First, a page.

When it comes to chief executives and their compensation, a new survey makes it clear: It’s nice work if you can get it.
A typical chief executive at the biggest U.S. companies was last year awarded $5.74 million of compensation, 30.2 percent more than in 2003, according to a survey released Thursday by the Corporate Library, a corporate governance research group in Portland, Maine.
The average CEO at companies in the Standard & Poor’s 500 index was paid even more — $11.71 million.
The median increase was more than nine times last year’s 3.3 percent rise in U.S. consumer prices, and double the 15 percent increase a year earlier. The average increase was 91 percent, a number distorted by the 27 CEOs whose compensation swelled more than 1,000 percent.
“We’re seeing the kinds of pay increases we saw in the 1990s,” said Paul Hodgson, senior research associate at the Corporate Library, in an interview.
“While we are seeing some changes, especially as more companies expense stock options, we still see many CEOs paid with restricted stock and stock options,” he continued. “This tends to reward everyone in a rising stock market, whether they outperform their peers or not.”
Surveyors examined CEO compensation at 2,000 of the largest U.S. companies, and compiled data on 1,843. The Corporate Library survey includes salary, bonus, incentive payouts, restricted stock and the realized value of options, a broader definition than some compensation experts use. The average CEO salary was $711,000, and a typical bonus was about $1.03 million.
According to the survey, the highest paid CEO in the S&P 500 was Yahoo Inc.’s Terry Semel, who was awarded $230.6 million, mostly through stock options.
Shareholders voiced their displeasure at the amount last May when they withheld nearly one-fifth of their votes for reelection of three board directors who sat on the Internet media company’s compensation committee.
Trailing Semel, if that’s the word, was UnitedHealth Group Inc.’s William McGuire, who was awarded $124.8 million, and Waters Corp.’s Douglas Berthiaume, who was awarded $109.7 million, both mostly from stock options. UnitedHealth is a health insurer, and Waters makes drug research instruments.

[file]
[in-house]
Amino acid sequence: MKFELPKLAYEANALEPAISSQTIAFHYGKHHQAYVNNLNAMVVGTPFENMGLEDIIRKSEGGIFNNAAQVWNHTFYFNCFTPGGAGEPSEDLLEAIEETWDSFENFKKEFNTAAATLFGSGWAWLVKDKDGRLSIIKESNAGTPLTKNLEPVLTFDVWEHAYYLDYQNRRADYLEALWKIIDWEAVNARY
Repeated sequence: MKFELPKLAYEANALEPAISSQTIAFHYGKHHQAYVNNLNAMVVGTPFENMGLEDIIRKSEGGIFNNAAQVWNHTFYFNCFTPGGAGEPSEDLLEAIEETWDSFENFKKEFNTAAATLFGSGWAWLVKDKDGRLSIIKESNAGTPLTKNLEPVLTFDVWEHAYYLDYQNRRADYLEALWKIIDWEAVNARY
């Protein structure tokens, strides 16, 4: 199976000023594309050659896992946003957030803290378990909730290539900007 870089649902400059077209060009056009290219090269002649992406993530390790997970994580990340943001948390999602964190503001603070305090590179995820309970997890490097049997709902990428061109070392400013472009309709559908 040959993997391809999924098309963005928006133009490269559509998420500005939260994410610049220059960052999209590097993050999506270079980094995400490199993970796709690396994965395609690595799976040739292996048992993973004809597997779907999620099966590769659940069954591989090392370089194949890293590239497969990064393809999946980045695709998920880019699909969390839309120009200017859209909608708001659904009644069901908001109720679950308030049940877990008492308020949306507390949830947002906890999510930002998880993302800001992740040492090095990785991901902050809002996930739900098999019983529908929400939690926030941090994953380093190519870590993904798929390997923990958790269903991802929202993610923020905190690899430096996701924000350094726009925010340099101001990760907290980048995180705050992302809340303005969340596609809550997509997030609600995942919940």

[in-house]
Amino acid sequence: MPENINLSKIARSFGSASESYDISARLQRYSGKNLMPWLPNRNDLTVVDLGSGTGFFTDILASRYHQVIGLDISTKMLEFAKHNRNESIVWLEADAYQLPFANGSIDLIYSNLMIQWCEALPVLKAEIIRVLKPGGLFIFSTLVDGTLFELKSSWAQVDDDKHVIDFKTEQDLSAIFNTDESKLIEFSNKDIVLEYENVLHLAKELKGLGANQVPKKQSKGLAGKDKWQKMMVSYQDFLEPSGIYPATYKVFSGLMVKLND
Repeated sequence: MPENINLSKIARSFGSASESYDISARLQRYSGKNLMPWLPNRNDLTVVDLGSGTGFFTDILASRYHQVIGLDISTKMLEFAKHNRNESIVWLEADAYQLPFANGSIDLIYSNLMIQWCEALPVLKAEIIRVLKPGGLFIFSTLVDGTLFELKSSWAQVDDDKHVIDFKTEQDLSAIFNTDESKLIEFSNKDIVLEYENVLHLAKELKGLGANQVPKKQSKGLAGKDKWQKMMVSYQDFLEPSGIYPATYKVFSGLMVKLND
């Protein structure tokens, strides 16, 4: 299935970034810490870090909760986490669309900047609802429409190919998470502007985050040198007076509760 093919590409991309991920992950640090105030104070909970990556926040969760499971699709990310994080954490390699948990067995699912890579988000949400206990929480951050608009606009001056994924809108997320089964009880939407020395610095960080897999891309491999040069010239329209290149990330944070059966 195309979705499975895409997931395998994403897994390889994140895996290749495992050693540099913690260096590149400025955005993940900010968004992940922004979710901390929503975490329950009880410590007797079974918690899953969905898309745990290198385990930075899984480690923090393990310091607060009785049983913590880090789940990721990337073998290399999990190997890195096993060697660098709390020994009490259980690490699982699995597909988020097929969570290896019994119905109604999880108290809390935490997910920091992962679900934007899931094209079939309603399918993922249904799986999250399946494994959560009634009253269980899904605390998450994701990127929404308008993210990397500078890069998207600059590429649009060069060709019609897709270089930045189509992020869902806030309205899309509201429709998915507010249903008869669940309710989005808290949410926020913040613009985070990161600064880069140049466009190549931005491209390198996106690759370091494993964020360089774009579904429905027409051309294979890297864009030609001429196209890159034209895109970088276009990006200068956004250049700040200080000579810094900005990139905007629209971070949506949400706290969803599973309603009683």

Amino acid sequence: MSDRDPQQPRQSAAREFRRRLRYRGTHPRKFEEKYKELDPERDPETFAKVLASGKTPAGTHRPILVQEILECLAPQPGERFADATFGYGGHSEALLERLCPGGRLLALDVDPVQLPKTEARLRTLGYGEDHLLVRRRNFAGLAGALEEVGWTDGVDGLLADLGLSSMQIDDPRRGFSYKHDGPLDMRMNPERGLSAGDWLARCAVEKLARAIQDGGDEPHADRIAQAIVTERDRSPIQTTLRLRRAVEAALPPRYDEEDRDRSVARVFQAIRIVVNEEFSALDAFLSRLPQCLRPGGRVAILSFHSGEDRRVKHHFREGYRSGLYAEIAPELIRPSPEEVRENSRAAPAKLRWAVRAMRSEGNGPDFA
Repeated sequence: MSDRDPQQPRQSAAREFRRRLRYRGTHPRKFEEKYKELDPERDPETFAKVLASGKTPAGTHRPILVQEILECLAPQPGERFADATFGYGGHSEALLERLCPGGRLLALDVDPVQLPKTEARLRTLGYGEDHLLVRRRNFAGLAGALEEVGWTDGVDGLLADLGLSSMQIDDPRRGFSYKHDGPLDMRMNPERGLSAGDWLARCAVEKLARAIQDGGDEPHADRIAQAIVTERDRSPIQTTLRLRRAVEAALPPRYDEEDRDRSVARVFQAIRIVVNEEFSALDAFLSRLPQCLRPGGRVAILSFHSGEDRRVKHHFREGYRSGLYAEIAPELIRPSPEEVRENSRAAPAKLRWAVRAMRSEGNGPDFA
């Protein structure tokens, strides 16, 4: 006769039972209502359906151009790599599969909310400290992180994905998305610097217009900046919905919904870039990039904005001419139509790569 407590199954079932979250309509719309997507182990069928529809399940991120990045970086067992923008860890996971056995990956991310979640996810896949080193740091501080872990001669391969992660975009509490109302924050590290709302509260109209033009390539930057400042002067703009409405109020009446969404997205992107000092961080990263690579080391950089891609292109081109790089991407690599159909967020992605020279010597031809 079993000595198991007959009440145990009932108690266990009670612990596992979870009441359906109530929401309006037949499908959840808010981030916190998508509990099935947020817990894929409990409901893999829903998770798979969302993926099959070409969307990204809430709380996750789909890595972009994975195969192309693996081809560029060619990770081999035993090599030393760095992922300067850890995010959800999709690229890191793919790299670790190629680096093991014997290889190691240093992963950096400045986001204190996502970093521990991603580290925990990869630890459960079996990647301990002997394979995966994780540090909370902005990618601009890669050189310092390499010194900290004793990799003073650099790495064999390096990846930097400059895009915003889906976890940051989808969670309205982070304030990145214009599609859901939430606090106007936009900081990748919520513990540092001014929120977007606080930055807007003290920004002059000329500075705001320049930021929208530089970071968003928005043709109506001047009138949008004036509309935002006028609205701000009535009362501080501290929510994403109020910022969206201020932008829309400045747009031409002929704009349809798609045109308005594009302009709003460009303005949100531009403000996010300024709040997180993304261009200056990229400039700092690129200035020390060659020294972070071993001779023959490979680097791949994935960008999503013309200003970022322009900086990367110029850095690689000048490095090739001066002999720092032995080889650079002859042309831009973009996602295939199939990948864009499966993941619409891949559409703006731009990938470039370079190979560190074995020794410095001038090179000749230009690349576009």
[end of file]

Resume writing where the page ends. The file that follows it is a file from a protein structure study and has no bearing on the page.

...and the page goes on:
Ranking seventh was Exxon Mobil Corp.’s Lee Raymond, whose $81.7 million compensation package included $28 million in restricted stock, the survey showed.
Exxon last year increased net profit 21 percent to $25.33 billion on $291.25 billion of revenue. Raymond became CEO in 1993, and will retire from that role at the end of this year.
“Given the amount he has earned as CEO, what possible motivation could there be from awarding him more stock?” Hodgson said.
Exxon did not immediately return a call seeking comment.
CEOs in other industries are also well paid.
Sumner Redstone, who runs media company Viacom Inc.’s , was awarded more than $56 million, while Stanley O’Neal, who runs Merrill Lynch & Co., was awarded $32 million, securities filings show.
Hodgson faulted companies who use the “market rate” for other CEOs as a basis for paying their own, whether they are worth it or not.
At the other end of the pay spectrum was Apple Computer Inc.’s Steve Jobs, who took $1 in compensation after previously receiving $74.75 million of restricted stock, the survey said.
Also near the bottom: Berkshire Hathaway Inc.’s Warren Buffett, who annually takes a $100,000 salary. Buffett, of course, had a recent net worth of $40 billion according to Forbes magazine.